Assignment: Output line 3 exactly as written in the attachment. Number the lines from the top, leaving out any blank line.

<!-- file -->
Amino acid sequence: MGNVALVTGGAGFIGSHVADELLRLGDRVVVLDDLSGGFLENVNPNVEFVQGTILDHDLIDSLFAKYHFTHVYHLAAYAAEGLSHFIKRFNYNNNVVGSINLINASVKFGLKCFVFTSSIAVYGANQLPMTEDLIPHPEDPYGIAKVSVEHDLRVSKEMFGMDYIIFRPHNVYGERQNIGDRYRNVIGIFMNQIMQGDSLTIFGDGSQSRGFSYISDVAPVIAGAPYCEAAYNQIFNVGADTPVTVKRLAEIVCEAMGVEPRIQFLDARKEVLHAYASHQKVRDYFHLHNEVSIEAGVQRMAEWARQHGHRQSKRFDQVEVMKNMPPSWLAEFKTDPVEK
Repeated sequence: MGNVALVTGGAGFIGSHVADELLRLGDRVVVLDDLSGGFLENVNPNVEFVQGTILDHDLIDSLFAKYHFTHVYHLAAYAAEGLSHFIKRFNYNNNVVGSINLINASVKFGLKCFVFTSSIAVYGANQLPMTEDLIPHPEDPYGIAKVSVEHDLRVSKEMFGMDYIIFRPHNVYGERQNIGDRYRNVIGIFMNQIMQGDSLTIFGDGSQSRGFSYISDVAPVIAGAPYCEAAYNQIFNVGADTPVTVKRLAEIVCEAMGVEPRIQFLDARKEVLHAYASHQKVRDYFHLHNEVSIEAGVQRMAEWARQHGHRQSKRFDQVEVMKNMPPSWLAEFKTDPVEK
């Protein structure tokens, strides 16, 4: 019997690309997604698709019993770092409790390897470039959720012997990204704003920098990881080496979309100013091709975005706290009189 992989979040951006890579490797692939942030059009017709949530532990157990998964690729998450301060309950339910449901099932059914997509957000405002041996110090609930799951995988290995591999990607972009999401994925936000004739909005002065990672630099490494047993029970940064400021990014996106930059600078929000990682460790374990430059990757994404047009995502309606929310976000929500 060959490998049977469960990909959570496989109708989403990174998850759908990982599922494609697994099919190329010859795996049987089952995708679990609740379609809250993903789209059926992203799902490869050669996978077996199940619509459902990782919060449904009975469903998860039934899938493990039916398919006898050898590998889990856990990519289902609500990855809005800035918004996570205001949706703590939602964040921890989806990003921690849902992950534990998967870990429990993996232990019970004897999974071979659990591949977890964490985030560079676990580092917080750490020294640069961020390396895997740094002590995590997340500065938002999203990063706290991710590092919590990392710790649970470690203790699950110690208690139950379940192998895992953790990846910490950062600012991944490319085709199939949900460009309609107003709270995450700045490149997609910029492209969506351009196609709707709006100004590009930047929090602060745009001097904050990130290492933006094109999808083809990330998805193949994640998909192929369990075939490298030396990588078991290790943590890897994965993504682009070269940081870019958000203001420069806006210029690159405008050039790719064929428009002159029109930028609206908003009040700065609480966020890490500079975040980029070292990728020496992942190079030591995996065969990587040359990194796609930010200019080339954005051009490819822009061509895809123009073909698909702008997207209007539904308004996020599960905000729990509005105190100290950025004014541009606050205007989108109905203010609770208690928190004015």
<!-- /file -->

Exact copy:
């Protein structure tokens, strides 16, 4: 019997690309997604698709019993770092409790390897470039959720012997990204704003920098990881080496979309100013091709975005706290009189 992989979040951006890579490797692939942030059009017709949530532990157990998964690729998450301060309950339910449901099932059914997509957000405002041996110090609930799951995988290995591999990607972009999401994925936000004739909005002065990672630099490494047993029970940064400021990014996106930059600078929000990682460790374990430059990757994404047009995502309606929310976000929500 060959490998049977469960990909959570496989109708989403990174998850759908990982599922494609697994099919190329010859795996049987089952995708679990609740379609809250993903789209059926992203799902490869050669996978077996199940619509459902990782919060449904009975469903998860039934899938493990039916398919006898050898590998889990856990990519289902609500990855809005800035918004996570205001949706703590939602964040921890989806990003921690849902992950534990998967870990429990993996232990019970004897999974071979659990591949977890964490985030560079676990580092917080750490020294640069961020390396895997740094002590995590997340500065938002999203990063706290991710590092919590990392710790649970470690203790699950110690208690139950379940192998895992953790990846910490950062600012991944490319085709199939949900460009309609107003709270995450700045490149997609910029492209969506351009196609709707709006100004590009930047929090602060745009001097904050990130290492933006094109999808083809990330998805193949994640998909192929369990075939490298030396990588078991290790943590890897994965993504682009070269940081870019958000203001420069806006210029690159405008050039790719064929428009002159029109930028609206908003009040700065609480966020890490500079975040980029070292990728020496992942190079030591995996065969990587040359990194796609930010200019080339954005051009490819822009061509895809123009073909698909702008997207209007539904308004996020599960905000729990509005105190100290950025004014541009606050205007989108109905203010609770208690928190004015």